Electronic Thesis and Dissertation Repository

Degree

Master of Science

Program

Health and Rehabilitation Sciences

Supervisor

Dr. Alan Salmoni

Abstract

Objectives: The purpose of the study was to investigate the relation between hypertension (HTN) status and the amount of sodium purchased and consumed by community dwelling older adults. The secondary objective was to compare their accordance with the DASH dietary pattern according to hypertension status.

Method: A dietary survey of 30 community dwelling older adults was conducted. The amount of daily sodium purchased and consumed, DASH score and DASH accordance were compared between the hypertensive and normotensive older adults using grocery receipts and 24-hour dietary recall. Participants’ knowledge, concern and behaviour regarding dietary sodium were also assessed using a researcher administered study questionnaire.

Result: There was no significant difference in both the amount of sodium purchased (p = 0.07) and consumed (p = 0.61) by the older adults with and without hypertension. Older adults with HTN had significantly lower DASH scores (DASH score = 1.8) than those without HTN (DASH score = 4.3) (p < 0.001), with only 6.3% of HTN adults considered as DASH accordant. Participants’ knowledge and concern regarding dietary sodium did not show any meaningful relationship with the amount of sodium purchased and consumed.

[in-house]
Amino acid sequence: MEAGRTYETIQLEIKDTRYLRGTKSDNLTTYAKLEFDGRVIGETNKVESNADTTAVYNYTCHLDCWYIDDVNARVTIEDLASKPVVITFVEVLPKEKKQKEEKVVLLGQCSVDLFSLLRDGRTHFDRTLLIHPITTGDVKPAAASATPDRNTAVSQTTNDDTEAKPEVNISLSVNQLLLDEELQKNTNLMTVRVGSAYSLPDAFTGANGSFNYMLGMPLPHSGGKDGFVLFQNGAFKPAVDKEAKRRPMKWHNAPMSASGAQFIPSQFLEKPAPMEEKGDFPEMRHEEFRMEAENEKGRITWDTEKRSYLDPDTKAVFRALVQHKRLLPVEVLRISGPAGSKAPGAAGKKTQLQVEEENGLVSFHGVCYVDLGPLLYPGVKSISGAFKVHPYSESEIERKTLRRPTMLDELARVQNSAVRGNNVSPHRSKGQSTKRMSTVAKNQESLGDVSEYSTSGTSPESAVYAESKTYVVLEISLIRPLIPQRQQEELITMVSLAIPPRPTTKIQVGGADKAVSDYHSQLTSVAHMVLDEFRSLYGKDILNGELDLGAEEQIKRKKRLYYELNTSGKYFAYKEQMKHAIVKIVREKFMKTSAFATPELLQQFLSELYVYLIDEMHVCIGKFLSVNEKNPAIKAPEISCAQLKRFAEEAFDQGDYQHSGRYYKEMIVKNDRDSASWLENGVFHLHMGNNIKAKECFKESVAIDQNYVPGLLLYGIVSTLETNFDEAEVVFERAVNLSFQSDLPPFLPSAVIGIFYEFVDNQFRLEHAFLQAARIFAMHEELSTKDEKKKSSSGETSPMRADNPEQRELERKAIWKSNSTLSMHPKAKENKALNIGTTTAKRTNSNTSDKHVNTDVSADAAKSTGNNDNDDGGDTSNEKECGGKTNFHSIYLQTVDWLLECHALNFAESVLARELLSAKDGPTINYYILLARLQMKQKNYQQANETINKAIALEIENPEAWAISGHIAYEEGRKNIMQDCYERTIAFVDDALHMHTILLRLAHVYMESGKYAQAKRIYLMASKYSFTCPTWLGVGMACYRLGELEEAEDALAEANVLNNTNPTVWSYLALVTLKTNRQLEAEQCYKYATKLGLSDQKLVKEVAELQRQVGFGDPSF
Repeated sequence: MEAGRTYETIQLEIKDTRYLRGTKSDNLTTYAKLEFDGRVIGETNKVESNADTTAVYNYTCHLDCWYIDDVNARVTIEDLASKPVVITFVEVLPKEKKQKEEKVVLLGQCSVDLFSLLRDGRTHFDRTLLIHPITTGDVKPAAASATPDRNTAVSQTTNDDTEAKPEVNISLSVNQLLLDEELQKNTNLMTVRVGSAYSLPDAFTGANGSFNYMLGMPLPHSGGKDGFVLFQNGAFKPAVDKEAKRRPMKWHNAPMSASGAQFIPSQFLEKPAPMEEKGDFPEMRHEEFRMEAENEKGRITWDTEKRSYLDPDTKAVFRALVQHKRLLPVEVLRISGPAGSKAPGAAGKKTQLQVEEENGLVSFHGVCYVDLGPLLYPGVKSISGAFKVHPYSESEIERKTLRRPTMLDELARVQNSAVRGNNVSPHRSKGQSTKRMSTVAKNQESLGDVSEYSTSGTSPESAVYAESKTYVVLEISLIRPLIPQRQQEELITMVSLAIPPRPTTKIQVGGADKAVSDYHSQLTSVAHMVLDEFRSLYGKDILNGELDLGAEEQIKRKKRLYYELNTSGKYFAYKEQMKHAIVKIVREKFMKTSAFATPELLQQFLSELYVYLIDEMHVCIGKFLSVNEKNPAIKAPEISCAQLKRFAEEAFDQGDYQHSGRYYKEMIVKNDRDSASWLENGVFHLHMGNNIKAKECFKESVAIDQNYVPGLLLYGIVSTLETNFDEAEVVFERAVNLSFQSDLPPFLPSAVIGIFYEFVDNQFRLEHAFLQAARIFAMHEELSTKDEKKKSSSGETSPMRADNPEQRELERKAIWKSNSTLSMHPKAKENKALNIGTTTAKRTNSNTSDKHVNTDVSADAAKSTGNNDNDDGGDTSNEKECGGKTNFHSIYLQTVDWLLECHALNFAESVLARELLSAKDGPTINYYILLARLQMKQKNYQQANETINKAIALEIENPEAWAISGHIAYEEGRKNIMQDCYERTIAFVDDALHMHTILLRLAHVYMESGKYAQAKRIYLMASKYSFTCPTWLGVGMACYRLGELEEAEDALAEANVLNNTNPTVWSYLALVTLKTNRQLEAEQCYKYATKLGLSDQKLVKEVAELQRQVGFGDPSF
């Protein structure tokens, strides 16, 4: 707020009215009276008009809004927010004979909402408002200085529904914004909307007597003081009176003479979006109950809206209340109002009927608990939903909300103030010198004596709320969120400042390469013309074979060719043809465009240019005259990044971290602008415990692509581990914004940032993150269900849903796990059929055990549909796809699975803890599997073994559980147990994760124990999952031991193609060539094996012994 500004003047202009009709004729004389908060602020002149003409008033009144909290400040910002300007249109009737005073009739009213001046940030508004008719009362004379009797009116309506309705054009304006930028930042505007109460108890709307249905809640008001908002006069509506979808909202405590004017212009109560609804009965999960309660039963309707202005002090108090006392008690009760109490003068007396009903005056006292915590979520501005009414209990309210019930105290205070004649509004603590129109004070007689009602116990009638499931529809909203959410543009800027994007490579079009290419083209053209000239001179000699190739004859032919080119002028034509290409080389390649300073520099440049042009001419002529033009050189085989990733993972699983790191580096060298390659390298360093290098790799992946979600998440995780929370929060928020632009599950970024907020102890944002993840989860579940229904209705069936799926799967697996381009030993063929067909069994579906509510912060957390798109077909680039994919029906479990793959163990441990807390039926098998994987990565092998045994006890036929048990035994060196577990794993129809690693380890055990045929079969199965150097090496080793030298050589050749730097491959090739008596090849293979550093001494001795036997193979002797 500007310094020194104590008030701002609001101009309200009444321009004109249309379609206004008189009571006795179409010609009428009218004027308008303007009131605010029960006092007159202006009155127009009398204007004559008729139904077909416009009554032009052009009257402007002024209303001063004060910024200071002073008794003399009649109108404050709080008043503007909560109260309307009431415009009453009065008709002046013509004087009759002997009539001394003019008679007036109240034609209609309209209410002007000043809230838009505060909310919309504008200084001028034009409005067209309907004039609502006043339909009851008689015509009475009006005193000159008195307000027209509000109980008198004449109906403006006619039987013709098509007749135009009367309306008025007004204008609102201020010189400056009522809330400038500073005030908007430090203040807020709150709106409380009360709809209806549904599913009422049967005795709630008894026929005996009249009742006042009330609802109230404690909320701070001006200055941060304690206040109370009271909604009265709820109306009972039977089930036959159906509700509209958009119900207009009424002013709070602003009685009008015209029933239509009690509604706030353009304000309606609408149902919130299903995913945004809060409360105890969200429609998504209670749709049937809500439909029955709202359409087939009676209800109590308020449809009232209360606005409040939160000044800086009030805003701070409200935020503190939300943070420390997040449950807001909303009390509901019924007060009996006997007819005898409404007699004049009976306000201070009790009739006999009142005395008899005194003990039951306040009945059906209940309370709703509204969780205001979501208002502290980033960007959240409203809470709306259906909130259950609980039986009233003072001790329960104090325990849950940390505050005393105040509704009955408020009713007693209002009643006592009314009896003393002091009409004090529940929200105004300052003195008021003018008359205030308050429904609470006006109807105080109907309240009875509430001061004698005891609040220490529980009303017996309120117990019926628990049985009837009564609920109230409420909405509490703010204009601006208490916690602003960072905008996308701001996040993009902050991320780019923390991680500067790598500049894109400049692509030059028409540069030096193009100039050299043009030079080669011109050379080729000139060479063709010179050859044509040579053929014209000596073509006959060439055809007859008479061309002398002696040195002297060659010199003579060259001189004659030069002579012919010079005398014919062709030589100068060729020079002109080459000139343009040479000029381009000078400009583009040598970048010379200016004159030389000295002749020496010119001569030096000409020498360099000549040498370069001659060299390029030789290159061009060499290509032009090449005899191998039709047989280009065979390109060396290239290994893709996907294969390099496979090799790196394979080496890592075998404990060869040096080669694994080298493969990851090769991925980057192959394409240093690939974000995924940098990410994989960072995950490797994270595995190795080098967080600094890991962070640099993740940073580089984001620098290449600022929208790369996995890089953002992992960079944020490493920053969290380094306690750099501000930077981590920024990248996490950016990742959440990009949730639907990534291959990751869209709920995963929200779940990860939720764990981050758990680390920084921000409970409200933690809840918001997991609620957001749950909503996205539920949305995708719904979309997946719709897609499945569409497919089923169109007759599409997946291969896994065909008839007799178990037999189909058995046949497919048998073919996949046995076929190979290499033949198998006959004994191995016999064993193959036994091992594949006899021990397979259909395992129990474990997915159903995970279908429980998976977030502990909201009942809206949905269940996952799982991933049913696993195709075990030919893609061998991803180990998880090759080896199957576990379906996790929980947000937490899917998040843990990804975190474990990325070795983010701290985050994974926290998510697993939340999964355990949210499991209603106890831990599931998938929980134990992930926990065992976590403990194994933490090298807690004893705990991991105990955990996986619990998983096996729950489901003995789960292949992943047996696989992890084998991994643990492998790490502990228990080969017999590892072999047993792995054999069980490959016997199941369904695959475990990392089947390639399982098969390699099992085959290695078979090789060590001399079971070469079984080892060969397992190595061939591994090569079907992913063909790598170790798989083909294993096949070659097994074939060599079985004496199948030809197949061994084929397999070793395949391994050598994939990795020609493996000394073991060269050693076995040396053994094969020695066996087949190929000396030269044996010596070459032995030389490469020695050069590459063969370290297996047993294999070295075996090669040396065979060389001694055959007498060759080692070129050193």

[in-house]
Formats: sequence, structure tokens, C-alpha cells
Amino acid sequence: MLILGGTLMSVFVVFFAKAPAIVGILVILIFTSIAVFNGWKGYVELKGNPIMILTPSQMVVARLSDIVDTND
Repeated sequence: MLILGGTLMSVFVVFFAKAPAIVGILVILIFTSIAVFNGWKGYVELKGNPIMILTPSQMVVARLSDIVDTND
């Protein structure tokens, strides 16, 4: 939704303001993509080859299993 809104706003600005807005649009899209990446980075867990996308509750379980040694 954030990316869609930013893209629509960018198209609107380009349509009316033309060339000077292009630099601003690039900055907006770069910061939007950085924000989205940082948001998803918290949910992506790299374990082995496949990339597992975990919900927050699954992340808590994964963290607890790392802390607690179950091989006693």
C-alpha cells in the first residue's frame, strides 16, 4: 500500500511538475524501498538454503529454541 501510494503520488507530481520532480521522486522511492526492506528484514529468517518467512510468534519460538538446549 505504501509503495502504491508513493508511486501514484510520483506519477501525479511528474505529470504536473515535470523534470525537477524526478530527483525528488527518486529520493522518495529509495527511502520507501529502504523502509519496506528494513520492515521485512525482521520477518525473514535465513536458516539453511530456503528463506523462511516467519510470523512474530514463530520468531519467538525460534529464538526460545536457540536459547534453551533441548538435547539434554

Conclusion: This study implied a need for more established guidelines regarding reduction of sodium content of processed, pre-packaged and restaurants foods in the Canadian food supply. The need for more involvement of health professionals regarding dietary modification to prevent and manage hypertension in addition to greater public health efforts is also apparent from the findings of the study.


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